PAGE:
On "The CBS Evening News" Monday night, Dan Rather said his original report on "60 Minutes" used several different techniques to make sure the memos were genuine, including talking to handwriting and document analysts and other experts who strongly insist that the documents could have been created on a typewriter in the 1970s – as opposed to a modern-day word-processing software program, as some have charged.
"Everything that's in those documents, that people are saying can't be done, as you said, 32 years ago, is just totally false. Not true. Proportional spacing was available. Superscripts were available as a custom feature. Proportional spacing between lines was available. You can order that any way you'd like," said document expert Bill Glennon.
Richard Katz, a software designer, found some other indications in the documents. He noted that the letter "L" is used in those documents, instead of the numeral "one." That would be difficult to reproduce on a computer today.
In addition to the forensic evidence, Monday's "Evening News" story said the original report relied on an analysis of the contents of the documents themselves and interviews with colleague's of the author to determine their authenticity. The new papers are in line with what is known about the president's service assignments and dates.
For instance, the official record shows that Mr. Bush was suspended from flying on Aug. 1, 1972. That date matches the one on a memo given to CBS News, ordering that Mr. Bush be suspended.
At question are memos that carry the signature of the late Lt. Col. Jerry Killian, who was the commander of Mr. Bush's Texas Air National Guard fighter squadron. They say Killian was under pressure to "sugar coat" Mr. Bush's record, and Mr. Bush refused a direct order to take a required medical examination and discussed how he could skip drills.
Raising one question, The Dallas Morning News said in a report for its Saturday editions that the officer named in a memo as exerting pressure to "sugar coat" Mr. Bush's record had left the Texas Air National Guard 1½ years before the memo was dated.
The newspaper said it obtained an order showing that Walter B. Staudt, former commander of the Texas Guard, retired on March 1, 1972. The memo was dated Aug. 18, 1973. A telephone call to Staudt's home Friday night was not answered.
New York Times columnist William Safire wrote Monday that Newsweek magazine had apparently begun an external investigation: it names "a disgruntled former Guard officer" as a principal source for CBS, noting "he suffered two nervous breakdowns" and "unsuccessfully sued for medical expenses."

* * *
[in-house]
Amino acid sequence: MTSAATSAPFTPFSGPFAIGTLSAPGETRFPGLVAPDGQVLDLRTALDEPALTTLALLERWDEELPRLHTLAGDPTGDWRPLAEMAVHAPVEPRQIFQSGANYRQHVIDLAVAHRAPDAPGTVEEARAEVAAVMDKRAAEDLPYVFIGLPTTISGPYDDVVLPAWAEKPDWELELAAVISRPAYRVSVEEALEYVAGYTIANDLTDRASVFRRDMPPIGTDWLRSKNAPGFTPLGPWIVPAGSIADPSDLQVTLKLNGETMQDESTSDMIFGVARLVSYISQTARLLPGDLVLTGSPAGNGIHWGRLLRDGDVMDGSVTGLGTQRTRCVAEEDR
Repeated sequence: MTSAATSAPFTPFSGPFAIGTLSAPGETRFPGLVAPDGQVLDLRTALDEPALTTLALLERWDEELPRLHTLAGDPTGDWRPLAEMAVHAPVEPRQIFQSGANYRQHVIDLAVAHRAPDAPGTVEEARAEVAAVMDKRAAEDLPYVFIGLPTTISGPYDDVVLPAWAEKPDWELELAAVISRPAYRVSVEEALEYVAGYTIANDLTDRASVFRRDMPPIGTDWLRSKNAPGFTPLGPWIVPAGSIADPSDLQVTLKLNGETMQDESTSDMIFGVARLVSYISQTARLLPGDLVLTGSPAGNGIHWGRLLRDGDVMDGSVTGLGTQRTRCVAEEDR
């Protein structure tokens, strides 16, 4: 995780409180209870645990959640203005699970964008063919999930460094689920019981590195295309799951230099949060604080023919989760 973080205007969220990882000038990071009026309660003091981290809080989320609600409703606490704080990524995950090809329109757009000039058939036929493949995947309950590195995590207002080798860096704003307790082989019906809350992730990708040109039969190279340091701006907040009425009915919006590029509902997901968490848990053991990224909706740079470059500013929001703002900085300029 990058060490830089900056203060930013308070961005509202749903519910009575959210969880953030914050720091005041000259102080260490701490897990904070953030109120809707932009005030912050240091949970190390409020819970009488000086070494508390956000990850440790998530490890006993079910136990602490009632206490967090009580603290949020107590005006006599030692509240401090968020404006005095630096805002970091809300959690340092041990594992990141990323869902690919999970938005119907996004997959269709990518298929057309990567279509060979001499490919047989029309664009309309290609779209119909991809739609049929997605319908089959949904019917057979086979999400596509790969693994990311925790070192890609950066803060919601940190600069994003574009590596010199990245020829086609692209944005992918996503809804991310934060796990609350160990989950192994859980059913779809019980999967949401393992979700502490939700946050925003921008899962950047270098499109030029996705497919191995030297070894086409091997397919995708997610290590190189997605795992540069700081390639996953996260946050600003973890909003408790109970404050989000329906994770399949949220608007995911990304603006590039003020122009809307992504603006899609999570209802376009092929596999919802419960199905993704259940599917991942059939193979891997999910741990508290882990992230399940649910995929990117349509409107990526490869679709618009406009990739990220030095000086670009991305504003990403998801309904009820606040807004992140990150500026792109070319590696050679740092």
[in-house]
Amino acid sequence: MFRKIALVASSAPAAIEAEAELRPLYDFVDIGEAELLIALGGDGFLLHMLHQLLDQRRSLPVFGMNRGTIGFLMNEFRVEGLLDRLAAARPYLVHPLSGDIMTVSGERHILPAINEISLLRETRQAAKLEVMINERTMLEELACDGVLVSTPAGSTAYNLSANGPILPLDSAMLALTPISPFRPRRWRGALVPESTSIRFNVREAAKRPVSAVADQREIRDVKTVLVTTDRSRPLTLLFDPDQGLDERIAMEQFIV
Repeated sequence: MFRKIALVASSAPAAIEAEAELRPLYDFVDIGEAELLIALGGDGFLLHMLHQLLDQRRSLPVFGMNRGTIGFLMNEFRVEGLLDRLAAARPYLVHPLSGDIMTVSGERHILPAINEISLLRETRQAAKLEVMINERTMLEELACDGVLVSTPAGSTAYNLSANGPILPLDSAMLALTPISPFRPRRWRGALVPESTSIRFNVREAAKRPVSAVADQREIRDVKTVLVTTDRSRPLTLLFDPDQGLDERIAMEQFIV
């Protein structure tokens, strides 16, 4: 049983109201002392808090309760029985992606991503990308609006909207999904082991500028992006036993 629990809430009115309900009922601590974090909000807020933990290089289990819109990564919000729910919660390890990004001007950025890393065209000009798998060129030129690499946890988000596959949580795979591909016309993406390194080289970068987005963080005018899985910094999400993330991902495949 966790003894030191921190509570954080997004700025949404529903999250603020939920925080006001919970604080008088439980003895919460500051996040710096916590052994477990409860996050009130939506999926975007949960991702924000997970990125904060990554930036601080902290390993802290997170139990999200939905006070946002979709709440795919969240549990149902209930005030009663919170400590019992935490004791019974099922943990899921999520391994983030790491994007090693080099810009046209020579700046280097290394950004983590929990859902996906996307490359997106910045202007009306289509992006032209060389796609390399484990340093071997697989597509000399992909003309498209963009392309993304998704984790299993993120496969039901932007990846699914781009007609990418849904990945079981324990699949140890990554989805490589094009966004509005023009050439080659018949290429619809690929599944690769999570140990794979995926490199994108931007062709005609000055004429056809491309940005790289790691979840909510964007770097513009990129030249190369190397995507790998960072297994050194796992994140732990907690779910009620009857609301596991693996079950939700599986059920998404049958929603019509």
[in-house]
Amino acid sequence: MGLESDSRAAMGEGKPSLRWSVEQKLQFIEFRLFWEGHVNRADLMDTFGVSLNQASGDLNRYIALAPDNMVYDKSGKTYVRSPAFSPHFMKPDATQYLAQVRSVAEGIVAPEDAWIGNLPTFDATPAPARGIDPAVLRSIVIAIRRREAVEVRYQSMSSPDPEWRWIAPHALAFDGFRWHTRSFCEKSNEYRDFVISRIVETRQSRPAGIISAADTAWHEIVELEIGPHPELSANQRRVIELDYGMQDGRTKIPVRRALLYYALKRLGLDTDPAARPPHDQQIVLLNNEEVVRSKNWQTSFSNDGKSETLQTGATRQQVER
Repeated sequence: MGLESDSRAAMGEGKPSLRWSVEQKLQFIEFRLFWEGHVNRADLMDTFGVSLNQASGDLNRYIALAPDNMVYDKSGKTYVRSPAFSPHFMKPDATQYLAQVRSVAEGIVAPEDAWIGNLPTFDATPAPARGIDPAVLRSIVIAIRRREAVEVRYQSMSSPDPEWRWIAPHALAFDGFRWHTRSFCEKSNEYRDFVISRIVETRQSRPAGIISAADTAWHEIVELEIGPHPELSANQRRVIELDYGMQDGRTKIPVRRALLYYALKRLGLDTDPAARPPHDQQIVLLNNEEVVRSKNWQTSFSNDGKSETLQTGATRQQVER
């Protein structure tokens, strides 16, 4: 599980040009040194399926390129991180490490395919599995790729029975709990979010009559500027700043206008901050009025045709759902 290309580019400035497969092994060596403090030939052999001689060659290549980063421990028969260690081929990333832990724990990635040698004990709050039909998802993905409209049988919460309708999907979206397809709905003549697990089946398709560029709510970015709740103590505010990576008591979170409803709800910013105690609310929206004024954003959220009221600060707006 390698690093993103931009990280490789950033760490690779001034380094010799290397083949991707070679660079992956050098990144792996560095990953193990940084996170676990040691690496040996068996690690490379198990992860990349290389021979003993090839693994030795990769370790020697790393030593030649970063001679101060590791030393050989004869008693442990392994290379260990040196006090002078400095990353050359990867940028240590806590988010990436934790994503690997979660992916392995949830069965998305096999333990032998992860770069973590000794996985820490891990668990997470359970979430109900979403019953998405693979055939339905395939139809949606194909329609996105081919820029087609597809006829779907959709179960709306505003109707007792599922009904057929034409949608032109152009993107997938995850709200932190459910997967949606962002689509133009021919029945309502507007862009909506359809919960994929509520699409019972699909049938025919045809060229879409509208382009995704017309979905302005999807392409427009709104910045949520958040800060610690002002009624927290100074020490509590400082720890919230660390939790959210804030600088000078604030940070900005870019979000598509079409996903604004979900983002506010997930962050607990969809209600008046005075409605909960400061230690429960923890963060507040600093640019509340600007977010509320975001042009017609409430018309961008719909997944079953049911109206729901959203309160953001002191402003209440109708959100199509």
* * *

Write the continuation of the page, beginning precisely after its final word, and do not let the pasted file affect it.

The L.A. Times reported that handwriting analyst, Marcel Matley, who CBS had claimed vouched for the authenticity of four memos, vouched for only one signature, and no scribbled initials. The Times reports he has no opinion about the typography of any of the supposed memos.
"60 Minutes" relied on the documents as part of a Wednesday segment — reported by Rather — on Mr. Bush's service in the Texas Air National Guard from 1968 to 1973.
Former colleagues of Killian have since offered differing views on the authenticity of the documents.
Robert Strong, who appeared in the original segment, said after it aired that still did not see anything in the memos that made him think they were forgeries. Robert Strong noted he's not a forensic expert and isn't vouching for the documents.
"I didn't see anything that was inconsistent with how we did business," Strong said in an interview. "It looked like the sort of thing that Jerry Killian would have done or said. He was a very professional guy."
Retired Col. Maurice Udell, the unit's instructor pilot who helped train Mr. Bush, said Friday he thought the documents were fake.
"I completely am disgusted with this (report) I saw on 60 Minutes,"' Udell said. "That's not true. I was there. I knew Jerry Killian. I went to Vietnam with Jerry Killian in 1968."
Killian's son also questioned some of the documents, saying his father would never write a memo like the "sugar coat" one.
Several of the document examiners said one clue that the documents may be forgeries was the presence of superscripts — in this case, a raised, smaller "th" in two references to Guard units.
But Katz, the software expert, pointed out that the documents have both the so-called "superscript" th (where the letters are slightly higher than the rest of the sentence, such as 6th ) and a regular-sized "th". That would be common on a typewriter, not a computer.
"There's one document from May 1972 that contains a normal "th" on the top. To produce that in Microsoft Word, you would have to go out of your way to type the letters and then turn the "th" setting off, or back up and then type it again," said Katz.